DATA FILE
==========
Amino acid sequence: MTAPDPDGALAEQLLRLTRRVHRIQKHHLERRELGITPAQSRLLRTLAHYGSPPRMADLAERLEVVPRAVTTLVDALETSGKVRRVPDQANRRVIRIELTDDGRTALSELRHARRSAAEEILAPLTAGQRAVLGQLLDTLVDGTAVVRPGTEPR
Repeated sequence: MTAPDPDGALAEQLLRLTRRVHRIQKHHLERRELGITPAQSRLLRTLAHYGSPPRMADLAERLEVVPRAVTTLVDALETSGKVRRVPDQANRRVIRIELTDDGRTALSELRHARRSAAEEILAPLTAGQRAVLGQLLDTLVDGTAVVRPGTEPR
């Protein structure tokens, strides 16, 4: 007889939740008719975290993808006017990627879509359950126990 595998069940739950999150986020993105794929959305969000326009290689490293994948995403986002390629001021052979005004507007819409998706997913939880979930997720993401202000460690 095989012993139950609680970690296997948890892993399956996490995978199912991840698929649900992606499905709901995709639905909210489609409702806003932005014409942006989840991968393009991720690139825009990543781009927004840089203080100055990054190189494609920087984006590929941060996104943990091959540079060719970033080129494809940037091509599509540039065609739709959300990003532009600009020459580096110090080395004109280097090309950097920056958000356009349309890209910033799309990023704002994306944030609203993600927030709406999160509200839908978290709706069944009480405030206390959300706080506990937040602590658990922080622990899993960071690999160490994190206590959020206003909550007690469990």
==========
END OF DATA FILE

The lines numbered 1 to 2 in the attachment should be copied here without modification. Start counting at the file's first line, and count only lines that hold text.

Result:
Amino acid sequence: MTAPDPDGALAEQLLRLTRRVHRIQKHHLERRELGITPAQSRLLRTLAHYGSPPRMADLAERLEVVPRAVTTLVDALETSGKVRRVPDQANRRVIRIELTDDGRTALSELRHARRSAAEEILAPLTAGQRAVLGQLLDTLVDGTAVVRPGTEPR
Repeated sequence: MTAPDPDGALAEQLLRLTRRVHRIQKHHLERRELGITPAQSRLLRTLAHYGSPPRMADLAERLEVVPRAVTTLVDALETSGKVRRVPDQANRRVIRIELTDDGRTALSELRHARRSAAEEILAPLTAGQRAVLGQLLDTLVDGTAVVRPGTEPR